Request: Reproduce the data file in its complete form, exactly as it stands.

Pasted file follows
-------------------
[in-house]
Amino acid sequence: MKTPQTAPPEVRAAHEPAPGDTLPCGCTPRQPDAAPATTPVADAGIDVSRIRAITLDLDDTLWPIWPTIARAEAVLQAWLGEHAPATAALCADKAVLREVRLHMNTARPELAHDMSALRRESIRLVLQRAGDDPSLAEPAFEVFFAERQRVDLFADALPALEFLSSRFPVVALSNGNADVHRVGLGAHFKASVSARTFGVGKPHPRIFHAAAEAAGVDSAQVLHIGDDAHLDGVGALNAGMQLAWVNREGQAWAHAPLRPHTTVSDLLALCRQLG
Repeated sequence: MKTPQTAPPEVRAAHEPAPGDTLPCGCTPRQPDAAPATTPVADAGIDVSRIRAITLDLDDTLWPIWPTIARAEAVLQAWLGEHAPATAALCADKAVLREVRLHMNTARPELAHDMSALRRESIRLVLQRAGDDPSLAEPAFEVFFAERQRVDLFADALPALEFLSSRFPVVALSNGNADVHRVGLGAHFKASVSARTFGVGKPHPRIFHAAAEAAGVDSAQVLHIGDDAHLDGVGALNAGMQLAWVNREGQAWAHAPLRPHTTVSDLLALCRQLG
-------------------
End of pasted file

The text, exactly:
[in-house]
Amino acid sequence: MKTPQTAPPEVRAAHEPAPGDTLPCGCTPRQPDAAPATTPVADAGIDVSRIRAITLDLDDTLWPIWPTIARAEAVLQAWLGEHAPATAALCADKAVLREVRLHMNTARPELAHDMSALRRESIRLVLQRAGDDPSLAEPAFEVFFAERQRVDLFADALPALEFLSSRFPVVALSNGNADVHRVGLGAHFKASVSARTFGVGKPHPRIFHAAAEAAGVDSAQVLHIGDDAHLDGVGALNAGMQLAWVNREGQAWAHAPLRPHTTVSDLLALCRQLG
Repeated sequence: MKTPQTAPPEVRAAHEPAPGDTLPCGCTPRQPDAAPATTPVADAGIDVSRIRAITLDLDDTLWPIWPTIARAEAVLQAWLGEHAPATAALCADKAVLREVRLHMNTARPELAHDMSALRRESIRLVLQRAGDDPSLAEPAFEVFFAERQRVDLFADALPALEFLSSRFPVVALSNGNADVHRVGLGAHFKASVSARTFGVGKPHPRIFHAAAEAAGVDSAQVLHIGDDAHLDGVGALNAGMQLAWVNREGQAWAHAPLRPHTTVSDLLALCRQLG